THE UK is the latest country to report an outbreak of pneumonia as cases of ‘white lung syndrome’ plague China and sweep through Europe and the US.
As many as 49 children in Wales have fallen ill with the respiratory infection, mycoplasma pneumonia, from April to September, health officials confirmed to The Sun.
Children hooked up to IVs on a hospital floor in BeijingCredit: AFP
Map reveals the countries hit by cases of pneumonia and those on high alert
In addition, 12 cases have been reported in England during the same time frame, according to a study.
While it is normal to see a rise in infections at this time of year, Public Health Wales (PHW) has said this is the biggest surge in infections reported since 2020.
It comes amid a return of lockdown measures in China, with masks and social distancing reintroduced in a chilling echo of the Covid outbreak.
Hospitals in the country are reported to be “overwhelmed” with children sick with a ‘mysterious’ respiratory illness, while schools are being disinfected.
Chinese officials have denied suggestions that the outbreak is down to a new virus, with experts insisting existing bacterial infections and viruses are likely to blame.
In recent days, a surge in cases of pneumonia has been recorded in countries including Denmark, the Netherlands, Sweden, Switzerland and Singapore, amid fears it could spread to France, Germany and the UK.
India, Indonesia, Nepal, Taiwan, Thailand and Vietnam have also been alerted to check for any likely similar outbreak.
In the US, there has been a spike in cases in Ohio and Massachusetts.
A study in the Lancet revealed the 49 cases in Wales with 12 recorded in England.
Now, a PHW spokesperson has confirmed that to be an unusually high number of cases.
He told The Sun: “In common with many other countries, Wales has seen an increased number of reports of mycoplasma pneumoniae this year compared to the period between 2020 to 2022.
“Although the reasons for this re-emergence are not clear at present, we are monitoring case numbers.”
It comes at a time when cases of other childhood illnesses, like RSV, strep A, colds and flu are high.
While the cases in Wales have been attributed to mycoplasma pneumonia, more widely, it is possible that cases of pneumonia across the world could also be linked to other childhood illnesses.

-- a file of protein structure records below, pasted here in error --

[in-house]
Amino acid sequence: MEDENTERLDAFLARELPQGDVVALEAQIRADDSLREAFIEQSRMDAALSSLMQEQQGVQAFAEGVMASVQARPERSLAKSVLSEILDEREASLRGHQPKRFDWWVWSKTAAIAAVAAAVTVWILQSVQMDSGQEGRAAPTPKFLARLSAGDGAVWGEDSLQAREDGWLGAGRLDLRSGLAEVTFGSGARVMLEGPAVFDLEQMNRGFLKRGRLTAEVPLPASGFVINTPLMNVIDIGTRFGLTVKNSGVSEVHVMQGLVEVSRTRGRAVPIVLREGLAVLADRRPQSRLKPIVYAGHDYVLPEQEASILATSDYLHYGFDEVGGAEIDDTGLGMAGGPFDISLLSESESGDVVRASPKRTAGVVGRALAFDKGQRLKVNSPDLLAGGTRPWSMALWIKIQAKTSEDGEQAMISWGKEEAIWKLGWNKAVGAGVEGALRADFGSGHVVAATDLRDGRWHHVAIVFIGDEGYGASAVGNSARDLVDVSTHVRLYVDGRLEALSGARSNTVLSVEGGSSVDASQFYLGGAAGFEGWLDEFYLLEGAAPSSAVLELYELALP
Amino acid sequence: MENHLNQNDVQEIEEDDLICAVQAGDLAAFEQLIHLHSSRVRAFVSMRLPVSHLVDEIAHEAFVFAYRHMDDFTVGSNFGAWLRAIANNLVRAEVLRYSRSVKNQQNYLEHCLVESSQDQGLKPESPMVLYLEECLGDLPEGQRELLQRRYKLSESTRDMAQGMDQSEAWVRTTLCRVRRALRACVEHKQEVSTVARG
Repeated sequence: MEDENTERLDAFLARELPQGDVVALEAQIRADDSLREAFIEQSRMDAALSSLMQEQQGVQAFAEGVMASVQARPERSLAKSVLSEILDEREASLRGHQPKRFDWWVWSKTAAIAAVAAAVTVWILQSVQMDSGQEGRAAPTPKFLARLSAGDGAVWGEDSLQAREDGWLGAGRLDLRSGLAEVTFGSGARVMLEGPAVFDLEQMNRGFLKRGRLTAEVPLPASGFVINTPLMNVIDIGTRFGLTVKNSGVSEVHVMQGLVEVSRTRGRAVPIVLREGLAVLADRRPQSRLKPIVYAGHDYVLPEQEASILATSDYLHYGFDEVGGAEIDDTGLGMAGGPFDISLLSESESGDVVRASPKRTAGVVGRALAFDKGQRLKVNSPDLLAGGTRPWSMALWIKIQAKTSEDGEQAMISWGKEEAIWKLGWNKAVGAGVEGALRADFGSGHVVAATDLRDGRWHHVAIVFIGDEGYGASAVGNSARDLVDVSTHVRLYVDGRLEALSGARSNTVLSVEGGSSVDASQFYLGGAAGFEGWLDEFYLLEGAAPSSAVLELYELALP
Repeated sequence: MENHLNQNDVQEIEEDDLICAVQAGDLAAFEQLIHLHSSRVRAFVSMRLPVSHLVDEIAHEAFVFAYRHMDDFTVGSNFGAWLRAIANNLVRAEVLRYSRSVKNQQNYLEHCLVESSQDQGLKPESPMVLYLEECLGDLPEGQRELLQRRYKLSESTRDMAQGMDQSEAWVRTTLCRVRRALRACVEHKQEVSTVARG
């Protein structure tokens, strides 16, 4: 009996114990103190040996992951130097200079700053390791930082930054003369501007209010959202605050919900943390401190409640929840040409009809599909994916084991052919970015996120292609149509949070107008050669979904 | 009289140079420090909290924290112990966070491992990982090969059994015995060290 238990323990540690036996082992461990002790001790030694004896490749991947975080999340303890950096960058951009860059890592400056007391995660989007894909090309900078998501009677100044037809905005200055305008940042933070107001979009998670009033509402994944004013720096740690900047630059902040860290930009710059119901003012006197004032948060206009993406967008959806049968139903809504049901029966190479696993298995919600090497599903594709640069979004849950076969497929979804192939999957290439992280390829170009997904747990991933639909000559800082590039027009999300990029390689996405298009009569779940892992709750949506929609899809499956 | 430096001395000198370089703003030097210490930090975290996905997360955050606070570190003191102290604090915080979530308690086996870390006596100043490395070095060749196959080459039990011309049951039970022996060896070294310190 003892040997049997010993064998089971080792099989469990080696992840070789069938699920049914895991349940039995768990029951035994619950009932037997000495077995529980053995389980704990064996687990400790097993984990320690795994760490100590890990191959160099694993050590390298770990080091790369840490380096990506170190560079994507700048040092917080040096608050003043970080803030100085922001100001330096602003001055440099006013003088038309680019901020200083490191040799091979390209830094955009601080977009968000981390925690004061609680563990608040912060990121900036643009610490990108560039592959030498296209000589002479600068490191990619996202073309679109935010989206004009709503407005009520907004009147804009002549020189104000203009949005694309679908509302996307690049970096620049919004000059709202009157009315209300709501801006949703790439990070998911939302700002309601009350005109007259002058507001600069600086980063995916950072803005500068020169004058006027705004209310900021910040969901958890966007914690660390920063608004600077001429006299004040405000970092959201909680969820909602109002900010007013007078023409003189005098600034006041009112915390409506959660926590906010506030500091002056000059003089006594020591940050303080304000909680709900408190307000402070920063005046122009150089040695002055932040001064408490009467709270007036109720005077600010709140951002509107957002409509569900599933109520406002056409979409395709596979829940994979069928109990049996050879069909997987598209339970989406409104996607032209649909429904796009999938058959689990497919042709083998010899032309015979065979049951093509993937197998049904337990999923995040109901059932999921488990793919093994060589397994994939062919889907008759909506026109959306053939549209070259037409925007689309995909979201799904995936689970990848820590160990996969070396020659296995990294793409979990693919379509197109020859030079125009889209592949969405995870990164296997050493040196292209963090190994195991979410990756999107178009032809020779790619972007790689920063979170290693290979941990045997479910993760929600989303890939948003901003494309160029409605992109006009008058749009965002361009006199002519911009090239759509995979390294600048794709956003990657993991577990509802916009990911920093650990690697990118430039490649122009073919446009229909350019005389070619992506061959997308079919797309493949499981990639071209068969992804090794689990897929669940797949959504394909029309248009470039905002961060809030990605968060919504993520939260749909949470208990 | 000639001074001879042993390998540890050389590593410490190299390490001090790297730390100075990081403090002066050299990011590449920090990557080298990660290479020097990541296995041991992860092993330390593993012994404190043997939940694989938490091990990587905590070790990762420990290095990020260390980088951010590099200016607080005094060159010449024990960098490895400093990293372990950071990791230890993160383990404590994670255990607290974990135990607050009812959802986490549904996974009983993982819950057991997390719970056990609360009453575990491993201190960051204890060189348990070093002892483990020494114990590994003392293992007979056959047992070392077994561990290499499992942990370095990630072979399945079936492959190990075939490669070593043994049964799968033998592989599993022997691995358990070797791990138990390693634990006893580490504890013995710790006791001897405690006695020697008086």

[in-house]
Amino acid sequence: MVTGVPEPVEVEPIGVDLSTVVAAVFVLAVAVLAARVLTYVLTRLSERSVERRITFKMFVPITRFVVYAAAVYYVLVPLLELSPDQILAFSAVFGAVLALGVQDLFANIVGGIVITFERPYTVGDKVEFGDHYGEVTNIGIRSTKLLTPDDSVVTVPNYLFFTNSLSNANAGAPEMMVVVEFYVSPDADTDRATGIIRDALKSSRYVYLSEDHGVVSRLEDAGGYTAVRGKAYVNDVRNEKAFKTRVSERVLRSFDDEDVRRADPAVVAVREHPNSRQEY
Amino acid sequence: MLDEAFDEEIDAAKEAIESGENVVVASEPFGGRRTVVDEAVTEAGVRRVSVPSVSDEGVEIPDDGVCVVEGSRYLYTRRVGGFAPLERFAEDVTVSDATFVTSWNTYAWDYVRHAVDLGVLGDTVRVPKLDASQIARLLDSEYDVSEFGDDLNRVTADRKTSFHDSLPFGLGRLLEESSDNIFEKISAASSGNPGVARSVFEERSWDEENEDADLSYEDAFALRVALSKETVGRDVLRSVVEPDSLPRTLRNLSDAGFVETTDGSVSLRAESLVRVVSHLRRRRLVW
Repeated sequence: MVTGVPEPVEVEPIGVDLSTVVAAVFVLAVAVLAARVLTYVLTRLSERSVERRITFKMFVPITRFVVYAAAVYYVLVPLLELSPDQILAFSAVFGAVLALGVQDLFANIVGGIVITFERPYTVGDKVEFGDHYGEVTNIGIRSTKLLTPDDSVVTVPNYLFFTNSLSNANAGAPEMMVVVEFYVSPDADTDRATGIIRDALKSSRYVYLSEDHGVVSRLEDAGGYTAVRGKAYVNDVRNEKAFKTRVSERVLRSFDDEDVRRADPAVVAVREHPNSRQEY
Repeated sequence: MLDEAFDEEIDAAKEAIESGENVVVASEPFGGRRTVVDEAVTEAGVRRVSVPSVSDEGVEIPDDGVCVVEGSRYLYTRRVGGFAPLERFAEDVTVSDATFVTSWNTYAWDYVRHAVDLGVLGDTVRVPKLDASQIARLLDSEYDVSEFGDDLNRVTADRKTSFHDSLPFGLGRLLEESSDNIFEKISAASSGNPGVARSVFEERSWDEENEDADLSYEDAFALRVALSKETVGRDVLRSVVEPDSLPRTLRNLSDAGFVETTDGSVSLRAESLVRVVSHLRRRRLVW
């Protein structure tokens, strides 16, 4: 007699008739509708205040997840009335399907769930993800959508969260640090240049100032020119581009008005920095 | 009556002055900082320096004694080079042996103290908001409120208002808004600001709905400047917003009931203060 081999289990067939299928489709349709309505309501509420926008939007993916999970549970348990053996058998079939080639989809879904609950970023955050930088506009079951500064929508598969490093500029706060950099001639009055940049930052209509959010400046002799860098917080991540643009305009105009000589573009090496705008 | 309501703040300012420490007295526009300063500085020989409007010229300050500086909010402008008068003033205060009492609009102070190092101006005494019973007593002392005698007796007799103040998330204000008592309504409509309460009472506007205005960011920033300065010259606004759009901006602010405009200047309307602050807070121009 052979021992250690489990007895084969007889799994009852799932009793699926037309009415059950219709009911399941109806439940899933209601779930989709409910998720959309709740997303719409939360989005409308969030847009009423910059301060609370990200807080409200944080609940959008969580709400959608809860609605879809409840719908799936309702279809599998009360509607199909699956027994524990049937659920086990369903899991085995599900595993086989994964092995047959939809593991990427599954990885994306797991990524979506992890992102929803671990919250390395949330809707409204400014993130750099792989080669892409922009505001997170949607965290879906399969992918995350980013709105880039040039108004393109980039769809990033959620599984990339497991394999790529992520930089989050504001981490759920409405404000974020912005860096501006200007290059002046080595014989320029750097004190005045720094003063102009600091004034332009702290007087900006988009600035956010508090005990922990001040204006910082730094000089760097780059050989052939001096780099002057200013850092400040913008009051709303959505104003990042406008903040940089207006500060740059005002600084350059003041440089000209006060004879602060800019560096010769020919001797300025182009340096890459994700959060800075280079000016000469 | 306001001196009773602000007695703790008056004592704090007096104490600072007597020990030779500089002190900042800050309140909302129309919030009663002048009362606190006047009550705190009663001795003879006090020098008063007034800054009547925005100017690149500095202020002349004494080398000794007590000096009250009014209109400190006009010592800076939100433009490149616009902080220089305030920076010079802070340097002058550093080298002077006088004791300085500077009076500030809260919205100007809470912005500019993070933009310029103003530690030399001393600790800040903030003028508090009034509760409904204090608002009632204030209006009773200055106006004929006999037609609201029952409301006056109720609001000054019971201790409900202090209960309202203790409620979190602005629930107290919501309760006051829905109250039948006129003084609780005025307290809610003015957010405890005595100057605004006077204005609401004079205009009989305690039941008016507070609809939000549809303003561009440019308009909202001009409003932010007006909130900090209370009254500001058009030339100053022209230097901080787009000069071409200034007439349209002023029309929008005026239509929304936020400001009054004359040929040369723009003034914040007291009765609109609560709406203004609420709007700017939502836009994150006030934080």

UK HEALTH CHIEFS CLOSELY MONITORING THE SITUATION
Mycoplasma pneumonia is a bacterial infection that normally causes a mild flu-like illness and will typically clears up on its own.
Typical symptoms usually include a fever, cough, bronchitis, sore throat, headache and tiredness.
In some cases, it can cause more severe illness, which can require a course of antibiotics, and can, in some cases, hospitalisation.
The UK Health Security Agency (UKHSA) said earlier this week that it is “closely monitoring” the situation.
Professor Dame Jenny Harries, chief executive, said: “We need to keep an open mind about the cause of any increased reporting of clusters of disease, including of this illness in Chinese children.
“UKHSA is closely monitoring the situation and will continue to work with international partners to assess the emerging information as it becomes available.”
Mycoplasma pneumonia is often a milder form of viral or bacterial pneumonia, but its symptoms may last longer.
Professor Francois Balloux, of the UCL Genetics Institute told the Sun the UK was likely due to an outbreak of the bug.
“Mycoplasma pneumoniae infections happen all year round. It peaks every winter, and epidemic occurs every four years or so,” he said.
The last big UK outbreak happened four years ago during the winter of 2019/2020.
“So it’s highly likely that this winter will see a peak in mycoplasma pneumoniae infection across the UK,” he explained.
Professor Paul Hunter, a public health expert at the University of East Anglia said the immunity for mycoplasma lasts “somewhat longer than immunity against viral infections”, which is why we don’t have annual outbreaks of the bug, like with flu.
This combined with the slower transmission of of the bug compared to other winter bugs could have led to the current “build-up” of cases being seen in Wales and in other countries.
What is pneumonia and what are the symptoms?
PNEUMONIA is inflammation of the lungs, usually caused by an infection.
This includes Covid, flu and RSV.
The most common symptoms include:
- A cough – you may cough up yellow or green mucus (phlegm)
- Shortness of breath
- A high temperature
- Chest pain
- An aching body
- Feeling very tired
- Loss of appetite
- Making wheezing noises when you breathe – babies may also make grunting noises
- Feeling confused – this is common in older people
Most people get better in two to four weeks, but babies, older people, and those with heart or lung conditions are at risk of becoming seriously ill and requiring hospital treatment.
If you have pneumonia, you should:
- Rest until you feel better
- Avoid contact with other people
- Drink plenty of fluids
- Take paracetamol or ibuprofen to provide pain relief or a fever
- Cover your mouth and nose with a tissue when you cough
- Dispose of used tissues quickly
- Wash your hands regularly with water and soap